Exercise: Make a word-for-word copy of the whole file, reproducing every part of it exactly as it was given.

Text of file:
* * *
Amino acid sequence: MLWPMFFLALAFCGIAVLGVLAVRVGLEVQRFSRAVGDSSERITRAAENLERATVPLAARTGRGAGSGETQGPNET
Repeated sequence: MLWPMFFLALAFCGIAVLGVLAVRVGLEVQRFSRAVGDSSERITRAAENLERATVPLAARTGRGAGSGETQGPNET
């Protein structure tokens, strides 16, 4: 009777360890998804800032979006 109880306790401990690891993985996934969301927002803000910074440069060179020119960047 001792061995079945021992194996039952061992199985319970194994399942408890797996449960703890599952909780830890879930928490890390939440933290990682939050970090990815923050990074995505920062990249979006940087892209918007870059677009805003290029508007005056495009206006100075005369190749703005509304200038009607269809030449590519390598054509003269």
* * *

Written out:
Amino acid sequence: MLWPMFFLALAFCGIAVLGVLAVRVGLEVQRFSRAVGDSSERITRAAENLERATVPLAARTGRGAGSGETQGPNET
Repeated sequence: MLWPMFFLALAFCGIAVLGVLAVRVGLEVQRFSRAVGDSSERITRAAENLERATVPLAARTGRGAGSGETQGPNET
């Protein structure tokens, strides 16, 4: 009777360890998804800032979006 109880306790401990690891993985996934969301927002803000910074440069060179020119960047 001792061995079945021992194996039952061992199985319970194994399942408890797996449960703890599952909780830890879930928490890390939440933290990682939050970090990815923050990074995505920062990249979006940087892209918007870059677009805003290029508007005056495009206006100075005369190749703005509304200038009607269809030449590519390598054509003269």